I met with a group of educators and we discussed creative ways to stimulate reading to teens, (this in addition to teaching under the oppressive No Child Left Behind System) One sugested using Pokemon or Yu-Gi-Oh cards might be a good idea another agreed, but the one teacher said it was a bad idea because many of the cards are inherently racist.
This 2000 article supports it, keep in mind that while this article is only about one stereotype the makers of Pokemon didn’t forget African American Males or males of Latin descent. The truly sad thing about this balatant act of racism. Is that instead of preparing thier youth for a global society the Japanese government condones these actions thus poisoning thier own future from embracing the inevitable.
By Carole B. Weatherford
I confess: I succumbed to Pokémon fever. I took my 10-year-old son to “The Pokémon Movie” during opening weekend. I suffered through the bad animation and mindless plot while he sat spellbound as the battles advanced toward a saccharine moral. When I saw the movie, I already understood the phenomenon, having bought Pokémon Red, Blue, Yellow and Pinball. Manufactured by Japan’s Nintendo Corp., these digital games challenge players to collect and train 150 little pocket monsters that gain power as they evolve. If my two children are any indication, the game is incredibly fun and addictive.
The fun merely begins with the game, however. Pokémon trading cards capitalize on the game’s popularity. Despite my son’s begging, I initially resisted investing in Pokémon cards, having bought Pogs and Beanie Babies when those fads were at their peak. So, without spending a dime, my son assembled a 60-some-card collection using duplicates donated by friends.I eventually relented and allowed him to buy a starter set, theme deck and several booster packs of Pokemon cards at prices ranging from $4 to $17.
Like I said, I have submitted to Pokémania. And I would have paid a premium for the video game Pokémon Snap if only I could have found it on store shelves or e-commerce sites during the holiday shopping season. Unfortunately, Nintendo underestimated demand, and the most popular Pokémon toys were snatched up around Thanksgiving. Committed to resume my search for Pokémon Snap after the Christmas rush, I saw a character on the Pokémon TV cartoon that not only stripped the phenomenon of its innocence but stopped me cold.
The character Jynx, Pokémon #124, has decidedly human features: jet-black skin, huge pink lips, gaping eyes, a straight blonde mane and a full figure, complete with cleavage and wiggly hips. Put another way, Jynx resembles an overweight drag queen incarnation of Little Black Sambo, a racist stereotype from a children’s book long ago purged from libraries.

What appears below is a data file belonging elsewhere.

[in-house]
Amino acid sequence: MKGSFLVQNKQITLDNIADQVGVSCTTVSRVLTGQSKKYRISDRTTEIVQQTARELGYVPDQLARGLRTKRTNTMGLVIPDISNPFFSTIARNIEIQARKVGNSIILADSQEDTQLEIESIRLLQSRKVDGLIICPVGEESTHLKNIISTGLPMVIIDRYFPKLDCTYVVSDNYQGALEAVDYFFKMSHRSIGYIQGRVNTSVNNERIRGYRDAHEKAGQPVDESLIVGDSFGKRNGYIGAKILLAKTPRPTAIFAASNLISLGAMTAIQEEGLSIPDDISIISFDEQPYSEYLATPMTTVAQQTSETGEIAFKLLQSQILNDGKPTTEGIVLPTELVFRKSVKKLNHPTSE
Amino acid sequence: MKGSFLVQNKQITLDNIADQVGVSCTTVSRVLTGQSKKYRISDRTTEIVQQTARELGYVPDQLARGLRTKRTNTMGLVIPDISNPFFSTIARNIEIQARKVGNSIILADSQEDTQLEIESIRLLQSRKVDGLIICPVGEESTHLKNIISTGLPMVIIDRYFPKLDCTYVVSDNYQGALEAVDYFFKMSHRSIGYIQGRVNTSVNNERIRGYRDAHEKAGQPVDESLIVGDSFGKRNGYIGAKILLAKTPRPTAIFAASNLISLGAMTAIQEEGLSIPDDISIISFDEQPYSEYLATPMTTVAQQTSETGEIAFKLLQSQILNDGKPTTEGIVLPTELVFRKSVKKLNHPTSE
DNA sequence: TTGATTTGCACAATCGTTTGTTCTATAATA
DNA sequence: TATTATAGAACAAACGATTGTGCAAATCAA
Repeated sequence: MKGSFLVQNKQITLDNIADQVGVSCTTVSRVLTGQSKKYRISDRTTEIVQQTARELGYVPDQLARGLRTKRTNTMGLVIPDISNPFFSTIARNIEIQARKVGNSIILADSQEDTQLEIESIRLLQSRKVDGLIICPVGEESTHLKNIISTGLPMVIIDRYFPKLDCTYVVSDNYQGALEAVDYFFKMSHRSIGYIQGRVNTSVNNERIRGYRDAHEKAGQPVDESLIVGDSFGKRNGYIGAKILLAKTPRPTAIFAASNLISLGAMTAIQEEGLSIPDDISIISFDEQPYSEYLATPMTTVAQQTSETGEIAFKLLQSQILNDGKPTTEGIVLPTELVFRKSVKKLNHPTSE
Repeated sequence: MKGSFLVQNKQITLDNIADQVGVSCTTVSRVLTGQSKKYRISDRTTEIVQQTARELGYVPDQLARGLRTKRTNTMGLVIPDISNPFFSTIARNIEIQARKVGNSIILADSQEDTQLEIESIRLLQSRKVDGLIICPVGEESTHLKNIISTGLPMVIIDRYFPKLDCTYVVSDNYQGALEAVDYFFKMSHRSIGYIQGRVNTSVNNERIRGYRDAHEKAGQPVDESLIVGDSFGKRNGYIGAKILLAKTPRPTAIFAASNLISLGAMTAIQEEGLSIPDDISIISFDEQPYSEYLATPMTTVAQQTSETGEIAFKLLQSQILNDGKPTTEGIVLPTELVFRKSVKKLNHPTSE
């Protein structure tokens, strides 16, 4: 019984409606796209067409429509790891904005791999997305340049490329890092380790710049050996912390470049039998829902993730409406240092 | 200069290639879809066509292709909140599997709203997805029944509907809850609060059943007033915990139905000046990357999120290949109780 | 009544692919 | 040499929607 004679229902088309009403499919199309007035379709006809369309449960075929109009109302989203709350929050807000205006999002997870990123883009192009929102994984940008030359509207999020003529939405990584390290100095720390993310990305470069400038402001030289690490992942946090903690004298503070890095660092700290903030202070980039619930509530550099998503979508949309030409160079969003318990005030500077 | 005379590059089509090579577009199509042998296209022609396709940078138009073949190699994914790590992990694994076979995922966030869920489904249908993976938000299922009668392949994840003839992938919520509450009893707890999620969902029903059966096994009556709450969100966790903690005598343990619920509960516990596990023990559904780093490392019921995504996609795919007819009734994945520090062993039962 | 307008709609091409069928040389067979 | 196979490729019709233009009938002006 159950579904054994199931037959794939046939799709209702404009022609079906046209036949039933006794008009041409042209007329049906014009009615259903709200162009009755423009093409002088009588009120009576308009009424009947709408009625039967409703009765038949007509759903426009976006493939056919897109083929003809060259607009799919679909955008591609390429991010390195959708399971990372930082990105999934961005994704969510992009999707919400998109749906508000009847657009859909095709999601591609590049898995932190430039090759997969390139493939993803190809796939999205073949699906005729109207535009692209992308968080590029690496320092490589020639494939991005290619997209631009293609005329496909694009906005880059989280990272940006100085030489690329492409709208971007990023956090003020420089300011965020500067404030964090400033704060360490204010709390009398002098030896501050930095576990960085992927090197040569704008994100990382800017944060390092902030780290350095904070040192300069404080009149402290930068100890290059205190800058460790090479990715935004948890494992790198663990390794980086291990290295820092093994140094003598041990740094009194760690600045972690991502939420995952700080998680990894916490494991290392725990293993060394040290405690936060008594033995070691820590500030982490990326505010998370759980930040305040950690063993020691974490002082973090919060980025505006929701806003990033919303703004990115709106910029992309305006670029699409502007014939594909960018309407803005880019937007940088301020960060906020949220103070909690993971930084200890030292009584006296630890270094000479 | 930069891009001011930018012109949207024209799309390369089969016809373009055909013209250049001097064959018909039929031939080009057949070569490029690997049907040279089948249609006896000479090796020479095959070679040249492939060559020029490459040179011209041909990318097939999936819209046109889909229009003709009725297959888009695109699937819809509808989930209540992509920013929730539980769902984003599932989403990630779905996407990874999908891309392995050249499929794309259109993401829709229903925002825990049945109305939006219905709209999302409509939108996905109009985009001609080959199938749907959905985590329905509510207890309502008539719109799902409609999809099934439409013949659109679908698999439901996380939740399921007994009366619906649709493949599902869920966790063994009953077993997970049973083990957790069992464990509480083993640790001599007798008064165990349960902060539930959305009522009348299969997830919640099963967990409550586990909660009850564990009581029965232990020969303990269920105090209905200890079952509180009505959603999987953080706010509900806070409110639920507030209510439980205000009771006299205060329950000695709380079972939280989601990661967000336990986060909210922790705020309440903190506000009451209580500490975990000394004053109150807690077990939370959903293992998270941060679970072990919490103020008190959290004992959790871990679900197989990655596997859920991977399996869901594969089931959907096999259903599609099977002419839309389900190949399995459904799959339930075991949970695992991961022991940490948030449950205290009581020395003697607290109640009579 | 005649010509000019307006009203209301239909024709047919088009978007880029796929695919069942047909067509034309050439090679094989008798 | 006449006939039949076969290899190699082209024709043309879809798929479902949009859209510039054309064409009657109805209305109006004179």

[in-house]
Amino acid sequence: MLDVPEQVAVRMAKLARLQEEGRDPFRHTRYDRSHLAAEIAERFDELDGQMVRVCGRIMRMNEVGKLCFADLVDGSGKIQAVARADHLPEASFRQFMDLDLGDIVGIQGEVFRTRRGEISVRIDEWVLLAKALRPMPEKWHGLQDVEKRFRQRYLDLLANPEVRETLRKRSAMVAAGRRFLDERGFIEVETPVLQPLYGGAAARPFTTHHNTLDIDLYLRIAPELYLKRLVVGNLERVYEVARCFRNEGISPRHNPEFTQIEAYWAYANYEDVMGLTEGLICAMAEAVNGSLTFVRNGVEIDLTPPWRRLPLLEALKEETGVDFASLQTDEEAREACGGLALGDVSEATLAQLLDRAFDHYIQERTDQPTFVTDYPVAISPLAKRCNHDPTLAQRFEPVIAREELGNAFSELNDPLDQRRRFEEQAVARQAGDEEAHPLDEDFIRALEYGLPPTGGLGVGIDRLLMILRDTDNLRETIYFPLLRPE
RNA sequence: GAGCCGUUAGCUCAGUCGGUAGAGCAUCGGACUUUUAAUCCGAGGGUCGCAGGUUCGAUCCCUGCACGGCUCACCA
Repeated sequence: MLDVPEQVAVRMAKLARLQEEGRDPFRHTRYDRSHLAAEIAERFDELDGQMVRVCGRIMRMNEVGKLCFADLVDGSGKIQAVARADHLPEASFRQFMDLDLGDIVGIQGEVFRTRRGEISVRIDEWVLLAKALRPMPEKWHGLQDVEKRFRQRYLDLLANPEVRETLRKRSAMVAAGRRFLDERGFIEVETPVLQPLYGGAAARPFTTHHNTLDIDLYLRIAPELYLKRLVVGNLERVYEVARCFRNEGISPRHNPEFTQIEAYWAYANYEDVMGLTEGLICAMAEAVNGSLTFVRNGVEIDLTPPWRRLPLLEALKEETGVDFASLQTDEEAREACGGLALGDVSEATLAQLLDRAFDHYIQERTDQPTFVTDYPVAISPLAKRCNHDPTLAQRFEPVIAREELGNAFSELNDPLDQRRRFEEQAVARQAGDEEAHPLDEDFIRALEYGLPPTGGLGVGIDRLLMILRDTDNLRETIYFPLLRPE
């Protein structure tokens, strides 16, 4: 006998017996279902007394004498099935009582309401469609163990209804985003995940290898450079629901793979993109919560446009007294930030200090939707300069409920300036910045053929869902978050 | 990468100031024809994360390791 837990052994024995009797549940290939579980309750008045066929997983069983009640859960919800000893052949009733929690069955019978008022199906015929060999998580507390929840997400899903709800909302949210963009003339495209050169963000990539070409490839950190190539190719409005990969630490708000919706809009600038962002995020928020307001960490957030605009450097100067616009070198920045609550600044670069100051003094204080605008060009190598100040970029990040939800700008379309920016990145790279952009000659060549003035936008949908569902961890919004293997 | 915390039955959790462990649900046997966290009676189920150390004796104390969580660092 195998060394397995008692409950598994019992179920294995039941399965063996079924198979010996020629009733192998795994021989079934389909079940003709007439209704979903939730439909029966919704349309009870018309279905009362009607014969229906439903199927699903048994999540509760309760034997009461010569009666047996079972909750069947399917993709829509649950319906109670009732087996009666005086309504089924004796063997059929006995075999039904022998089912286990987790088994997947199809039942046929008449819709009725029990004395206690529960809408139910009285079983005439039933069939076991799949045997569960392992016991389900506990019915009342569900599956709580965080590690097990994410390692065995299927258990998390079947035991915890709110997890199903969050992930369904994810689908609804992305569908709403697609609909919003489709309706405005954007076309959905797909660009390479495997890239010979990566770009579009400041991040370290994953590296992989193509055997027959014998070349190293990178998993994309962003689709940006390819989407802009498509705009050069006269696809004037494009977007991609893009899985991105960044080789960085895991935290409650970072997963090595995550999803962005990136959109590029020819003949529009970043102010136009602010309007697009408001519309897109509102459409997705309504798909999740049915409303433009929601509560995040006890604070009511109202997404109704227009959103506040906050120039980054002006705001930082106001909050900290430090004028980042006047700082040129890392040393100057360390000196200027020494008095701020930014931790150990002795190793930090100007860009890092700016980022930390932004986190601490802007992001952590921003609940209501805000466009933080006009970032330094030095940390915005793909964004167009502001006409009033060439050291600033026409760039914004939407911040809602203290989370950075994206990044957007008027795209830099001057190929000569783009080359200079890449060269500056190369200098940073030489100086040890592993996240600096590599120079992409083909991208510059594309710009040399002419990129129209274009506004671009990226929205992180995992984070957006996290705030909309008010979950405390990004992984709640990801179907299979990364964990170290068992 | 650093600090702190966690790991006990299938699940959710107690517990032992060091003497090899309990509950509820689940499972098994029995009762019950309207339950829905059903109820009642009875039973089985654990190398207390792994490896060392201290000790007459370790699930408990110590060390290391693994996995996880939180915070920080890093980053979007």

While my 10- and 12-year olds do not find Jynx offensive, their parents and grandparents do. We call a spade a spade. And we have seen enough racist stereotypes to know one when we see it. There was room to debate whether “Star Wars: Episode One’s” Jar Jar Binks was West Indian, but there is no question about this Pokémon character. Jynx clearly denigrates African Americans, particularly black women. At the close of the 20th century, how could Japanese computer animators unleash such a culturally insensitive menace on the global marketplace?
In Asia the racist stereotypes popular before World War II apparently die hard. In 1985 when Colgate-Palmolive bought Darkie Toothpaste from Hong Kong’s Hazel & Hawley Chemical Co., the new owner inherited not only a leading brand but also a racist name and logo featuring a grinning caricature in blackface and a top hat. Rival Procter & Gamble leaked news of the offensive logo to the American market, sparking protests by civil rights groups. Though Colgate eventually scrapped the Al Jolson-inspired logo and changed the brandname to Darlie, the Cantonese name-Haak Yahn Nga Gou-remains “Black Man Toothpaste.”
Every few years, the Japanese sense of superiority seems to resurface.
For example, the Japanese fought to keep U.S. military bases in Okinawa from relocating to the mainland. And about a decade ago, a high-ranking Japanese official attributed Japan’s low crime rate to the country’s lack of ethnic diversity, blaming African Americans for the high crime rate in the U.S.
So I am not surprised, though I am appalled, that a computer animator at a Japanese corporation would conceive of Jynx and that corporate executives would deem the character appropriate for multiracial markets. Even Jynx’s name-a variation on the term “jinx,” which means a bearer of bad luck-has negative connotations. In addition, the name Jynx suggests a link with witch doctors and voodoo, practices rooted in African religion but often ridiculed by Western culture.
Pokémon is unquestionably the year’s hottest toy. Since Pokémon’s arrival in the U.S. in 1998, more than 7 million of the games have been sold, representing more than half of all U.S. video game revenues.
Will African-American parents continue to cough up hard-earned dollars for games and trading cards featuring a monstrously racist image? Will Jynx deal Pokémon’s last hand in the black community? Or will the blonde-haired, black-faced, monster evolve into an ebony princess? Stay “tooned.”
Carole Boston Weatherford, a High Point, N.C. poet and children’s book author, wrote Sink or Swim: African-American Lifesavers of the Outer Banks
(Coastal Carolina Press, 1999).